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The CIPFA devolution summit in June, sponsored by Grant Thornton, provided finance directors and chief executives with an opportunity to comment on key devolution issues and take the discussion on the localisation of new powers and responsibilities in a number of new directions.
Capturing the views that came out of the summit, it was clear that the case for devolution has been accepted by many in the public sector. Many in the audience, including those in district authorities, were clear about the direction of travel on devolution and securing greater powers from the centre.
And in a modern twist for local government, there was also an understanding if not always an agreement, that the pace of change will not be dictated by the slowest reformers or even the majority. Change will be led by those that are ready and ask for these new powers as well as those who can present a sound evidence base and strong economic arguments that feed into the government’s objectives of economic growth and greater outcomes for the public pound.
There was also recognition that some form of equalisation must take place to ensure that there is financial security. But the level of equalisation was not agreed by everyone and there were also differing opinions over the balance between incentive and redistribution. Seeing growth so high on the agenda meant getting the balance right was going to be a crucial part of the next local government finance arrangement. John Dickie, Director of Strategy and Policy at London First, struck a chord for many when he talked about the engagement local government has with business as being insufficient for the times ahead.
An exploration of the local accountant of the future by Paul Dosett, Head of Local Government at Grant Thornton, also raised a few smiles. Looking to the future, Paul asked if all those in the room were prepared for the changes ahead. The new world will certainly need more commercial skills and a larger appetite for risk. But the recognition of the need for strong financial frameworks, as well as comprehensive governance and accountability structures, provided a reassuring note to what is a very real challenge to the profession.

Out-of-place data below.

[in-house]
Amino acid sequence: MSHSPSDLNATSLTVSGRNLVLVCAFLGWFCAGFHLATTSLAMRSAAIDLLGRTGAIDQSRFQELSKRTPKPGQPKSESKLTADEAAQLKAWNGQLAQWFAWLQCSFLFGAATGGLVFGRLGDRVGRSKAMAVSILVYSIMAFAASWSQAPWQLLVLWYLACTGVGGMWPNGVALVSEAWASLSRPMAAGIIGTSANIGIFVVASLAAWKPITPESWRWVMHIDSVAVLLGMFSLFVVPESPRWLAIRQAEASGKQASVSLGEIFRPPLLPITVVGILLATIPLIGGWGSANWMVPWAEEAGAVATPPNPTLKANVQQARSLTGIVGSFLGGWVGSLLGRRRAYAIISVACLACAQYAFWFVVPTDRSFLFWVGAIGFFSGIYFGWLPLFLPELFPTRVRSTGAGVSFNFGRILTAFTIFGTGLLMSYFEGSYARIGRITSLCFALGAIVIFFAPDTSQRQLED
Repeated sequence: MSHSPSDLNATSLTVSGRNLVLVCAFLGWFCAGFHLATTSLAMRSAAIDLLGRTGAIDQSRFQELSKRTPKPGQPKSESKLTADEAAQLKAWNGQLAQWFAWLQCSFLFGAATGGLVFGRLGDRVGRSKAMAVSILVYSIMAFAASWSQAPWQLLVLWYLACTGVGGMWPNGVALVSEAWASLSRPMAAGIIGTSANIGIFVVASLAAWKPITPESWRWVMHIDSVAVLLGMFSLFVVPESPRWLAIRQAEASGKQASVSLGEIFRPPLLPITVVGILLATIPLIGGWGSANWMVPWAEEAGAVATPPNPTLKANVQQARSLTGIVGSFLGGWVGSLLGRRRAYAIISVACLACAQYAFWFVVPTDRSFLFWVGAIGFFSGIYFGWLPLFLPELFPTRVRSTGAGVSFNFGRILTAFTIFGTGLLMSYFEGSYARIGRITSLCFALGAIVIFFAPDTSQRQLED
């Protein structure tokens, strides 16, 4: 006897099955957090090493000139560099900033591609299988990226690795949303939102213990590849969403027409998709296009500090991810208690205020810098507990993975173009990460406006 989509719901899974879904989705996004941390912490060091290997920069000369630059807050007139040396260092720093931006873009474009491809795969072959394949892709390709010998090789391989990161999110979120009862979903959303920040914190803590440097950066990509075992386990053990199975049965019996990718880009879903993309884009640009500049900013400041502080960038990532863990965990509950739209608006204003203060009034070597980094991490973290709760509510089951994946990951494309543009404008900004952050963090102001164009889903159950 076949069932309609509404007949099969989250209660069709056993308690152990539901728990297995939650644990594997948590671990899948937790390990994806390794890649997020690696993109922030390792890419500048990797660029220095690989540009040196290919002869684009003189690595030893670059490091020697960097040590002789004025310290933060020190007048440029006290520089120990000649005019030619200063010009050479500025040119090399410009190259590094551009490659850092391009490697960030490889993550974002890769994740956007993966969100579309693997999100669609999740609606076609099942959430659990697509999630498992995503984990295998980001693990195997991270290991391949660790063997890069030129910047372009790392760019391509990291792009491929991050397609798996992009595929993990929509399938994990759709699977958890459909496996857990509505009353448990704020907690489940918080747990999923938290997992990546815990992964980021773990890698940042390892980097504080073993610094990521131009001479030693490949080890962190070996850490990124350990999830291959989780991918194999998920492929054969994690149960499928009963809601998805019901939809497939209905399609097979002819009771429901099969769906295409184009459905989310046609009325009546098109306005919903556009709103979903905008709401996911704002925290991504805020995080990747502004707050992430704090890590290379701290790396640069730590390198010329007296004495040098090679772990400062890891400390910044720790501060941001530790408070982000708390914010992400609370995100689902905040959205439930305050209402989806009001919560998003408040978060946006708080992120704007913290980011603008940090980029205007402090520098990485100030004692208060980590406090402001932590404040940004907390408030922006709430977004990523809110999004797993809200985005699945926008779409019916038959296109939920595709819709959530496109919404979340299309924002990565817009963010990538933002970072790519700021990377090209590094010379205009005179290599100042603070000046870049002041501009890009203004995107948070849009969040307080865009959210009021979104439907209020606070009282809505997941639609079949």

One of the most poignant questions came from Carol Culley, Deputy City Treasurer of Manchester City Council, who spoke about having to deal with situations where you would have to agree a decision for the good of the combined authority but where it might not be best for your individual organisation. This sounds acceptable and understandable in principle but faced with an election it may be a challenge for elected councillors to accept.
At the heart of devolution is the belief that central government is not the best place to decide polices for local people. Under a more devolved system, local leaders take on greater responsibility for these roles which include housing, health, infra-structure and skills. With greater partnership working across the local level a more coordinated approach is taken which results in improved outcomes.
If there was a common theme to the summit it was that everything that is being done around this agenda is to improve the delivery of public services even in the face of the long term financial challenges.
Devolution does not happen overnight and although there is a momentum and a sense of urgency surrounding this agenda it will take time to get right.
This starts with vision and clear leadership, driven initially from the top. The culture must embrace collaborative working and excel at partnership because devolution involves a series of complex interdependencies across the public sector.
With clear leadership, devolution must also have an evidence-based sense of place. Growth and improved productivity are the goals. No two areas will be identical as can been seen from the difference between Cornwall and the West Midlands combined authority.
But at the centre, there needs to be the drive for growth and a sustainable financial model and any bid must have a strong evidence base to support its proposals.
With the acceptance of the bid to central government, the detailed transformation can commence. Transformation, subsidiarity and governance will all take place simultaneously and the challenge will then be to ensure that the original vision and desire for improved outcomes are not consumed within bureaucracy but can be evidenced and strengthened to deliver high quality public services for all.